'One of the officers at the scene said he was really upset that he had hit the woman and had 'gone away to nurse himself' so he may have been slightly injured too.

'There was a big police presence here until well into early evening. There were some officers who were really smartly dressed, like city gents, investigating alongside uniformed officers. They were taking pictures of the collision scene.'

Pictured: Grandmother, 83, who suffered a broken pelvis when she was 'sent spinning to the ground' by police motorcyclist escorting Kate and William - as her family blasts royal convoy for 'driving too fast' © Provided by Associated Newspapers Limited When members of the Royal Family use public roads they normally use an official car ¿ in this case most probably a Land Rover Discovery ¿ preceded by another Land Rover with armed police

One local, a woman in her eighties, said she saw the aftermath of the horror accident on Monday.

She said: 'I was out for a drive when I saw a group of people standing around in the road.

'She was on the ground not moving at all, I thought she that looked very still.

'My first reaction was to cover my eyes, it was just an awful situation.

'There was lots of people, with a couple of the members of the public trying to stop the traffic. A man stood in the road and put his arms up, while others leaned down and put her in the recovery position.

'The lady was faced away from me, but I could see about eight people, including a police officer wearing black.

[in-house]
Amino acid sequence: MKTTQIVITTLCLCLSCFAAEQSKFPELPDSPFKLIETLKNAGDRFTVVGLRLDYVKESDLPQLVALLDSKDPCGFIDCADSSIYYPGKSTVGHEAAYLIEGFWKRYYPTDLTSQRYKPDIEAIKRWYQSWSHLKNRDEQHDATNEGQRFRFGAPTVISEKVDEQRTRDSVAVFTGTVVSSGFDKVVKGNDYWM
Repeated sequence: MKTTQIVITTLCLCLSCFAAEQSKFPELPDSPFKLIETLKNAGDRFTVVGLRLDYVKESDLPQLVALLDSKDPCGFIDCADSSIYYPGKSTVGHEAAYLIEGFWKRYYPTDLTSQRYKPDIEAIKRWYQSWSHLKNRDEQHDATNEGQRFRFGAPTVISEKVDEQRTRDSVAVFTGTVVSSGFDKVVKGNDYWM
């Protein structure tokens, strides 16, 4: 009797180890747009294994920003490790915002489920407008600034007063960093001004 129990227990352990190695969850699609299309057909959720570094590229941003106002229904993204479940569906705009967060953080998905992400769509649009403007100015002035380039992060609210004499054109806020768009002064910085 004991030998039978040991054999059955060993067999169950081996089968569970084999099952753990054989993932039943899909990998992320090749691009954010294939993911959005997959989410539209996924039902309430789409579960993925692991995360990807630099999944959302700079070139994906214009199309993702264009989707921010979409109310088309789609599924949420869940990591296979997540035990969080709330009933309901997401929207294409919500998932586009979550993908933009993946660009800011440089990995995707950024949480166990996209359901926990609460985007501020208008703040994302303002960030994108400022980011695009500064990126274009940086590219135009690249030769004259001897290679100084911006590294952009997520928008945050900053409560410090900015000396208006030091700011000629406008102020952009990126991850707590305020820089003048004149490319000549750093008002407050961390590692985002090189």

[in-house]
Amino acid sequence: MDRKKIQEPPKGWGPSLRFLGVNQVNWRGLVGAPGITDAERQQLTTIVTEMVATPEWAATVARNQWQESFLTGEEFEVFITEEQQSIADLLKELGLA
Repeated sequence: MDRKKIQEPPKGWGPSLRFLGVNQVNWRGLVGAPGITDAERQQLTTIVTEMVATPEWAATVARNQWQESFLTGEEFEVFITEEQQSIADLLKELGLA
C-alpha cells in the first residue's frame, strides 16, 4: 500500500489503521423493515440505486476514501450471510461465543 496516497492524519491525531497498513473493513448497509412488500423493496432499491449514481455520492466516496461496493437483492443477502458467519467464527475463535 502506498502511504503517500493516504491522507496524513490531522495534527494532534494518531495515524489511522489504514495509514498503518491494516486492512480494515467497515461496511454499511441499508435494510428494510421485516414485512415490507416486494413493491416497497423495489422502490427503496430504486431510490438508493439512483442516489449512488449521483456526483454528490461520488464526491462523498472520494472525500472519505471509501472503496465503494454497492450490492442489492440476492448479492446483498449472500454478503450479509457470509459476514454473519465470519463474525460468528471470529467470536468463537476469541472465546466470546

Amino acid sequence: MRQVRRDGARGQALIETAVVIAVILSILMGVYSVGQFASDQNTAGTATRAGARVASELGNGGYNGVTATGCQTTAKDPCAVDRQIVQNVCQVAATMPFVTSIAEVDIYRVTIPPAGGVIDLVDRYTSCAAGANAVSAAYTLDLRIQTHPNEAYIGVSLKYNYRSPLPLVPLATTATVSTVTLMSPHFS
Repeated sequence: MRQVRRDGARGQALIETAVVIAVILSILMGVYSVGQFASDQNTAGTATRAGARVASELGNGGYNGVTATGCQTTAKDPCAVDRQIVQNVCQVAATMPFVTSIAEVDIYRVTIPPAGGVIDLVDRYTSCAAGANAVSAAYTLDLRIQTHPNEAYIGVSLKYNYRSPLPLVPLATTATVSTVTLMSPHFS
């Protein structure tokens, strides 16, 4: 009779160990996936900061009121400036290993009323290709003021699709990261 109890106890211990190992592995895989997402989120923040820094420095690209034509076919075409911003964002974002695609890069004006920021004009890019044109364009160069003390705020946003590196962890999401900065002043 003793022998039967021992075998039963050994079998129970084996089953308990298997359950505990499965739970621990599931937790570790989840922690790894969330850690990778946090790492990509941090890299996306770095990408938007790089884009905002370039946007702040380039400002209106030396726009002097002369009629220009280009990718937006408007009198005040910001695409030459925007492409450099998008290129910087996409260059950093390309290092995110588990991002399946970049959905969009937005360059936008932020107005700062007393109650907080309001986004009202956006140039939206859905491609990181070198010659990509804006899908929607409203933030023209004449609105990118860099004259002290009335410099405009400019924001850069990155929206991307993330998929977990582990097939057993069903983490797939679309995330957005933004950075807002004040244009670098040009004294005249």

'The police bike was parked by the side of the road, but I had to drive on.

'They've put all sand down in the road where it happened now, this is not long after another crash, people drive too fast here.

'Us locals think it happened because of the closure of Hammersmith Bridge - why else would they travel this way to Windsor, it is unusual.'

Fred Patel, who runs the Moulton News shop near the crossing where the accident happened, said 'regular customer' Irene might have been on her way to see him when she was knocked down.

'She comes here most days to get a paper and pick up some milk and other grocery items. In fact we think she may have been coming here on the day she was hit by the police motorcycle because it's usually around 1pm that we see her.

Pictured: Grandmother, 83, who suffered a broken pelvis when she was 'sent spinning to the ground' by police motorcyclist escorting Kate and William - as her family blasts royal convoy for 'driving too fast' © Provided by Associated Newspapers Limited A member of the Duke and Duchess' team from Kensington Palace has also been to see family members to express their concern. Pictured, an ambulance moments after the collision 'Hopefully when she's a bit better, my wife and I will go and see her and wish her a speedy recovery.'

A witness told The Sun: 'His bike hit her and she spun round, off her feet and fell badly on the floor.

'The officer was devastated. But he was going on the wrong side of the road. It could have been so much worse'.

A spokeswoman for London Air Ambulance said the helicopter was dispatched at 12.52pm, and the pilots landed the aircraft in a carpark behind Deanhill Court flats, off the Upper Richmond Road.

William and Kate were travelling to join the Queen for an Order of the Garter ceremony.

When members of the Royal Family use public roads they normally use an official car – in this case most probably a Land Rover Discovery – preceded by another Land Rover with armed police.